Confit (pronounced /känˈfē/) sounds complicated, but all it really means is food that is cooked slowly in lots of fat. Although duck confit is probably the most well known of its kind, you can use this cooking technique to prepare many different foods – including a wide variety of produce. After all, there’s little that wouldn’t benefit from being cooked in a few inches of rich olive oil. The benefit of confit is that you can use the produce, which is meltingly tender and rich, and the fat that it’s cooked in, which is aromatic and infused with flavor.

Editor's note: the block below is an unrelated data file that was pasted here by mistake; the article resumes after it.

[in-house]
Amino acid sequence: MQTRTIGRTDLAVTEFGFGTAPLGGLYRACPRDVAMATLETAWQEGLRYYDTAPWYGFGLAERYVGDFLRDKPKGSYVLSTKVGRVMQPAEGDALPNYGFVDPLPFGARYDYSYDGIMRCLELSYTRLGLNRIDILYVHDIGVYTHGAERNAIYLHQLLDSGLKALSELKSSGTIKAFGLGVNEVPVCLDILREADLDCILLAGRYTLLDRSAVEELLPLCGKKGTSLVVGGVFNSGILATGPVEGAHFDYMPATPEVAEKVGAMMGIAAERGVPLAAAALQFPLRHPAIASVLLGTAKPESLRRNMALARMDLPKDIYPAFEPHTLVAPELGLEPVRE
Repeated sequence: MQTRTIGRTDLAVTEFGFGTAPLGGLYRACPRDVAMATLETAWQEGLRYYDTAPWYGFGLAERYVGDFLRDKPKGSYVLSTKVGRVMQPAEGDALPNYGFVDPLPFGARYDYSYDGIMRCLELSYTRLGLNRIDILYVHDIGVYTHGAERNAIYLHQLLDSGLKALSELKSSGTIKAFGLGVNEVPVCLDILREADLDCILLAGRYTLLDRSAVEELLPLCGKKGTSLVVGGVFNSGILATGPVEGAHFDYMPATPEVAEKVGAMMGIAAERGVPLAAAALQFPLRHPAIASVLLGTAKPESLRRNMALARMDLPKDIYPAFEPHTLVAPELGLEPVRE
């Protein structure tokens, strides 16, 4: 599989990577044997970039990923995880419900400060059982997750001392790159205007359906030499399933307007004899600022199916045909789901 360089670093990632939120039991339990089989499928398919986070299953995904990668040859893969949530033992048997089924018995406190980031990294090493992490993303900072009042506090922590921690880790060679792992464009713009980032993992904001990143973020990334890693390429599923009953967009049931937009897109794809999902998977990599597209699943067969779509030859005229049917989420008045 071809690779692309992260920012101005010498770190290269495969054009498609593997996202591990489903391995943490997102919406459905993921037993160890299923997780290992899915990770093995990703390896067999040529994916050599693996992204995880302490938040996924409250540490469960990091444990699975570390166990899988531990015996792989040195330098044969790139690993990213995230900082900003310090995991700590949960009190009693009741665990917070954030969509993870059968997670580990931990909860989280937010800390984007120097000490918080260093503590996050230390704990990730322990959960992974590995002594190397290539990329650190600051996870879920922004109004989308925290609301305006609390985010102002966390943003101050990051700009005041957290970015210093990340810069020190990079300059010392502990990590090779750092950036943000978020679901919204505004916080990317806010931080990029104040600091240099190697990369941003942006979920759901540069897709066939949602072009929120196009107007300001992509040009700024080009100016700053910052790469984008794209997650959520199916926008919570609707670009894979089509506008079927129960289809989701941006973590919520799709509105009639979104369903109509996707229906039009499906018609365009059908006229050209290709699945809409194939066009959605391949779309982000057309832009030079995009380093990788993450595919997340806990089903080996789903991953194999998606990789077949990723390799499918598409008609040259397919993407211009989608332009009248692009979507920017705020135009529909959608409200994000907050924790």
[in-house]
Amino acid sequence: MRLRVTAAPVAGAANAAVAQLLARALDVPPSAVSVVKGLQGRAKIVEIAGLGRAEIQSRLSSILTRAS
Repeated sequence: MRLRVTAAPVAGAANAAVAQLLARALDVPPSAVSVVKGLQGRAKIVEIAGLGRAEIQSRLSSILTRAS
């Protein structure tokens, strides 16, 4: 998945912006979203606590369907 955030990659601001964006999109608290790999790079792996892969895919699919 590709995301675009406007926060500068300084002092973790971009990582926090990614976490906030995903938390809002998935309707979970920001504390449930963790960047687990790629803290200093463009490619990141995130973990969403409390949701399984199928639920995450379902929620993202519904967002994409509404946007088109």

Garlic, tomatoes, and peppers would all make for wonderful confit. You can make as much or as little as you like, but more is always welcome. Begin by washing and drying your produce and adding it to a baking dish with high sides. Then, pour enough olive oil into the dish to cover the produce and add a few sprigs of aromatics – thyme, bay leaf, rosemary, and oregano will all do, as will dried chiles. Place the baking dish in an oven set to 300º F and let the magic happen over the course of one to two hours. Your confit will be done when the produce is tender and, in the case of tomatoes, bursting and beginning to fall apart. Once the confit has cooled, you can store it in an airtight jar in the fridge for a few weeks. Use it for sandwiches, pasta, salads, and more!